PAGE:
Dose AUC0→∞ tmax Cmax t1/2
Compound (mg/kg) (μg * h/mL) (μM * h) (h) (μM) (h)
62 100 172 452 0.5 55.8 7.3
57 100 45 111 2.0 3.8 19.3

These studies demonstrate that substantial amounts of each compound can be detected in the blood 1 h after oral dosing. Both compounds have excellent PK properties, with Area Under the Curve (AUC) and Cmax (maximum concentration reached in the blood) values exceeding the IC50 for recombinant SK catalytic activity, as well as for S1P formation in the intact cell model for at least 8 h. The high half-life suggests prolonged activity, which will diminish the need for frequent dosing regimens. These PK properties demonstrate that the compounds of this invention have excellent drug properties, specifically high oral availability with low toxicity.

Oral bioavailability studies were performed on Compound 62 dissolved in 0.375% Tween-80. Female Swiss-Webster mice were dosed with 50 mg/kg Compound 62 either intravenously or orally. Mice were anesthetized and blood was removed by cardiac puncture at time points ranging from 1 minute to 8 hours. Concentrations of Compound 62 were quantified using liquid-liquid extraction and reverse phase HPLC coupled to an ion trap quadrapole mass spectrometer. Control blood samples were spiked with known amounts of internal standard and analyte to identify compound-specific peaks and to develop standard curves for quantification. Pharmacokinetic parameters were calculated using the WINNONLIN analysis software package (Pharsight). Non-compartmental and compartmental models were tested, with the results from the best fitting models shown in Table 8.

TABLE 8
Bioavailability data for Compound 62.
Dose AUC0→∞ AUC0→∞ Tmax Cmax Cmax T1/2
Route (mg/kg) (μg * h/ml) (μM * h) (h) (μg/ml) (μM) (h)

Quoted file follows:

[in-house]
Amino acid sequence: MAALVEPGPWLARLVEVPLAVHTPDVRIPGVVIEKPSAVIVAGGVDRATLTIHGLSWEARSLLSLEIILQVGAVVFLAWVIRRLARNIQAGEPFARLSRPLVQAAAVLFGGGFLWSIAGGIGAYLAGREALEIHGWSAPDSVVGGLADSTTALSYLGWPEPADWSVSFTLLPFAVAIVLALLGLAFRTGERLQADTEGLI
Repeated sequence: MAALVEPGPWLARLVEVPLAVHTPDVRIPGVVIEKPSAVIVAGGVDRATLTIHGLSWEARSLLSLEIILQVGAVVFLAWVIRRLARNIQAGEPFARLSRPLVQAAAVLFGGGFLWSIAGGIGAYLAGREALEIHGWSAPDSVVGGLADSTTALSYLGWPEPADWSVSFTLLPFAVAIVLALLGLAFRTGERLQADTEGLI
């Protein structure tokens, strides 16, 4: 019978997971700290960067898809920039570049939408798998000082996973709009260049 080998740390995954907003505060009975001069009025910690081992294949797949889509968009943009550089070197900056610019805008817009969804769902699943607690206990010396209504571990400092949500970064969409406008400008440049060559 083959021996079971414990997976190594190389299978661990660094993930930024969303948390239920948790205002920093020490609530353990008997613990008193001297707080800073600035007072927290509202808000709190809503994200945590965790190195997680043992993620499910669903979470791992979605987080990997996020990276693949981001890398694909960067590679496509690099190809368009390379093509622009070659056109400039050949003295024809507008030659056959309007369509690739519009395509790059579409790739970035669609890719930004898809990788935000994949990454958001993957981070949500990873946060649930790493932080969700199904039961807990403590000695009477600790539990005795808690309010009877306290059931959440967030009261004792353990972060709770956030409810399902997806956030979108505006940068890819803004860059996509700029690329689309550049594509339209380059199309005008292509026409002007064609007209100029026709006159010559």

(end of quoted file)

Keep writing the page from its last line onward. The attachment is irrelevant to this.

IV 50 56.9 137 0 31.1 74 1.4
Oral 50 37.5 90.1 0.25 8 19 4.5

Blood levels of Compound 62 exceeded the IC50 for inhibition of SK activity during the entire study. Comparison of oral versus intravenous pharmacokinetics of Compound 62 revealed very good oral bioavailability properties (F=AUC (oral)/AUC (iv)=0.66). These results demonstrate that Compound 62 has excellent drug properties, specifically good oral availability with low toxicity.

Example 17 Antitumor Activity of SK Inhibitors of this Invention

The antitumor activity of the representative SK inhibitors were evaluated using a syngeneic tumor model that uses the mouse JC mammary adenocarcimona cell line growing subcutaneously in immunocompetent Balb/c mice (Lee et al., 2003, Oncol Res 14: 49). These cells express elevated levels of SK activity relative to non-transformed cells, as well as the multidrug resistance phenotype due to P-glycoprotein activity.

The data are shown in FIGS. 1 and 2. In FIG. 1, Balb/c mice, 6-8 weeks old, were injected subcutaneously with 106 JC cells suspended in phosphate-buffered saline. The SK inhibitors Compounds 62 and 57 were dissolved in PEG400 and administered to mice every-other day at a dose of 100 mg/kg. Body weights and tumor volumes were monitored daily. In FIG. 1, tumor growth is expressed as the tumor volume relative to day 1 for each animal.

As indicated in FIG. 1, tumor growth in animals treated with either SK inhibitor was significantly lower (>70% decreased at day 16) than tumor growth in control animals. Compounds 62 and 57 inhibited tumor growth relative to controls by 69 and 78%, respectively. The insert of FIG. 1 indicates the body weight of the animals during this experiment. No significant difference in the body weights of animals in the three groups was observed, indicating the lack of overt toxicity from either SK inhibitor.